“I was hoping I could battle for the championship,” Fraga says. “It’s my first time with a really competitive team, with really big experience from the previous year.
“Last year, I was able to finish in the good positions competing against the big teams. Been able to be in the one team like this, the possibility was high, I was very focused on delivering the results.
“The team was very helpful on this side [pre-season preparations], they provided a lot of onboards, a lot of data. We had been studying the data, looking for the bumps in the tracks etc. There was a new track for this year too.”
“Gran Turismo is a game that’s been a part of my life since I was a little kid. Now being able to represent them and win the championship, we could prove our value in real motorsport” :: Igor Fraga
Fraga’s racing preparations often involve sim racing, but TRS’s tracks are unsurprisingly scarcely replicated on racing games.
“They were released on rFactor, but it was quite near to the championship so I couldn’t get much practice on that,” Fraga says. “On the simulator, I had done one day in the M2 base in Belgium, after finishing the FIA Prize Gala in Paris.”
Fraga was attending that FIA Prize Gala to collect his Gran Turismo Manufacturer Series title. The 2020 GT World Tour kicked off hours before Fraga’s TRS finale, and Fraga’s title-clinching race was shown on the giant screens at the GT event in Sydney.
“It was really nice,” Fraga says. “On Saturday, they were asking me when the race is because they want to watch it. I really felt all the support they were giving me as a community and as a family. This was a really nice thing.
“Gran Turismo is a game that’s been a part of my life since I was a little kid. Now being able to represent them and win the championship, we could prove our value in real motorsport.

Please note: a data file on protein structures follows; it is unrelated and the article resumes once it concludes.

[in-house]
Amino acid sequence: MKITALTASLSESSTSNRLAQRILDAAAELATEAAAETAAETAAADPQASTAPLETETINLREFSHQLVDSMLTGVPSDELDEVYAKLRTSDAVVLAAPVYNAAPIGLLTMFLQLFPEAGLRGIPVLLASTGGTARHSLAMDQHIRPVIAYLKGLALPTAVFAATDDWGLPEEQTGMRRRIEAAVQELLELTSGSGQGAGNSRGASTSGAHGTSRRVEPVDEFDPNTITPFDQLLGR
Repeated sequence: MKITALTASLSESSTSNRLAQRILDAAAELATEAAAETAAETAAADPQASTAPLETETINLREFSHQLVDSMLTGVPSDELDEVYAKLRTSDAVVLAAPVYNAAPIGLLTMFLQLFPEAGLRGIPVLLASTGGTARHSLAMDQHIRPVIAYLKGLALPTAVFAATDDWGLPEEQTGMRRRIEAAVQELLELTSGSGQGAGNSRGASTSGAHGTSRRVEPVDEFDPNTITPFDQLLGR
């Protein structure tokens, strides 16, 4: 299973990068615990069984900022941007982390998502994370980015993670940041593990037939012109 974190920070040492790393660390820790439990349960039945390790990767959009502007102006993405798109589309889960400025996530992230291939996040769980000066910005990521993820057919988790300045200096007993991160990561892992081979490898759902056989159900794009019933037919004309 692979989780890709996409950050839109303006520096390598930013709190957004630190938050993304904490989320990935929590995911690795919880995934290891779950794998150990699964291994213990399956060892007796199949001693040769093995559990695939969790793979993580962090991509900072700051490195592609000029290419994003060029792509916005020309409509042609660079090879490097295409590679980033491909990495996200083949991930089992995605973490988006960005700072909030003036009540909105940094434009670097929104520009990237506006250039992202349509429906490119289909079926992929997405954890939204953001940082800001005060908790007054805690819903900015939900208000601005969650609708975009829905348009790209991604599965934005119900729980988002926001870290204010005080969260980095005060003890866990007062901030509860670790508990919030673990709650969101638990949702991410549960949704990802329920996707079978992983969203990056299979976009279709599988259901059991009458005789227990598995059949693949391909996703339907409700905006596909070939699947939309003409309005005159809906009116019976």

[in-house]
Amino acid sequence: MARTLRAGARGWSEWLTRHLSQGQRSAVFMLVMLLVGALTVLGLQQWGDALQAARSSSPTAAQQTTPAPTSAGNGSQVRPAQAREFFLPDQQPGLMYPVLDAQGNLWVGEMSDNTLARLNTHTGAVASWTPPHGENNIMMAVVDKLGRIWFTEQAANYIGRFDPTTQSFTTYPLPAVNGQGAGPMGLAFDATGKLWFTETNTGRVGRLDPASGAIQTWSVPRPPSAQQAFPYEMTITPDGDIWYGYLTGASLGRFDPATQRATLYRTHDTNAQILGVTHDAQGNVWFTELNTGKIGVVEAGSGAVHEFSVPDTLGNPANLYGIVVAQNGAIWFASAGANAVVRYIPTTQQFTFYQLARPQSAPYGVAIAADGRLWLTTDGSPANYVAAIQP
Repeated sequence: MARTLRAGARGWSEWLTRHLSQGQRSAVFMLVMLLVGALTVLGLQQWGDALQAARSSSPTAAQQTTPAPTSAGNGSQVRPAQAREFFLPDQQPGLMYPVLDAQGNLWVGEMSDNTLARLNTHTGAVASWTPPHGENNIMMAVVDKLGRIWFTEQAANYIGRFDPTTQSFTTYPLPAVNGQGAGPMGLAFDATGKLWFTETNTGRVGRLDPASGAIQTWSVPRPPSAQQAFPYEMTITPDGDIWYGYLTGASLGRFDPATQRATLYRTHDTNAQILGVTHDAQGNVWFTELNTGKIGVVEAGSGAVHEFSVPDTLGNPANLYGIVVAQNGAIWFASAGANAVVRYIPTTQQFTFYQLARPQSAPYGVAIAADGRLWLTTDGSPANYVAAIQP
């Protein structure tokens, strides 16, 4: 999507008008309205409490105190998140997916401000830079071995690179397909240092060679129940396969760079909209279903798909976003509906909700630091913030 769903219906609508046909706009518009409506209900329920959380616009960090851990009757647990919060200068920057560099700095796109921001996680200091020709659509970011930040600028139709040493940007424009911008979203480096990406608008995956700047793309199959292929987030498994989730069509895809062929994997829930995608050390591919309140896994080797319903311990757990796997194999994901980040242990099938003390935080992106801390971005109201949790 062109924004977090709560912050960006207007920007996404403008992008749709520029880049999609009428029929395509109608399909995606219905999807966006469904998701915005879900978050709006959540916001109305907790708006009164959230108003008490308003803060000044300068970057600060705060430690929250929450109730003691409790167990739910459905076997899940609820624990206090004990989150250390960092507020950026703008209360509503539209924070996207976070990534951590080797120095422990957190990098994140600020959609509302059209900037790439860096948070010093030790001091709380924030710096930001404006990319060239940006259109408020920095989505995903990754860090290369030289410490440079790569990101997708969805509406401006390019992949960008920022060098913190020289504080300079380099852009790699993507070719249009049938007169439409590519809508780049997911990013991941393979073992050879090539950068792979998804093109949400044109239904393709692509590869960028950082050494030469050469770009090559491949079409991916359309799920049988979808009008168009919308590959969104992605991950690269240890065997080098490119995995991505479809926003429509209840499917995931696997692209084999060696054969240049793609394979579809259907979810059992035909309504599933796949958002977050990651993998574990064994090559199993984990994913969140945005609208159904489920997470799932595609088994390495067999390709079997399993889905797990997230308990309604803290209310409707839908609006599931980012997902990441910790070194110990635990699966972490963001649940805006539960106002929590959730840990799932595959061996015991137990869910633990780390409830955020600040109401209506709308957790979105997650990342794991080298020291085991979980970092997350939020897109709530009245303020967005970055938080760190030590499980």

“For Gran Turismo, I have plans to do the World Tour events that I can do. That will be it, for other [Esports] championships, I will be too busy.
“I want to go back to Gran Turismo, the events are amazing, it’s really nice to be a part of that family. I want to be back definitely.”
Fraga’s main 2020 focus will be making his debut in the FIA F3 series with Charouz Racing System alongside fellow rookie David Schumacher and series veteran Niko Kari. Having raced against Schumacher in F3 Regional, Fraga recognises the talent of the line-up.
“It’s good to have a driver line-up like this so that we can push each other, and to try to develop the car as quick as possible,” he explains.
“We have to put our strengths together and build that competitive car, then we can focus on beating each other.
“I’ve learned a lot about organisation from M2 and I can head to FIA F3 with a different mindset. The car is getting quicker, we have almost 400hp with a V6 engine. It’s much quicker than Regional F3 that I drove last year.”
Fraga earned 10 F1 superlicence points with his TRS title victory, putting him closer to his dream than ever before.
The void for a successful Brazilian F1 driver left by Felipe Massa’s exit has yet to be filled. Felipe Nasr’s early success proved to be a false dawn, Sergio Sette Camara has switched to IndyCar alongside Nasr and Nicolas Todt’s protegee Collet’s TRS campaign was disappointing.
This may well leave Fraga as not only his nation’s best hope of reaching F1 but as one of the leading ambassadors for the further unification of the real and virtual motorsport worlds.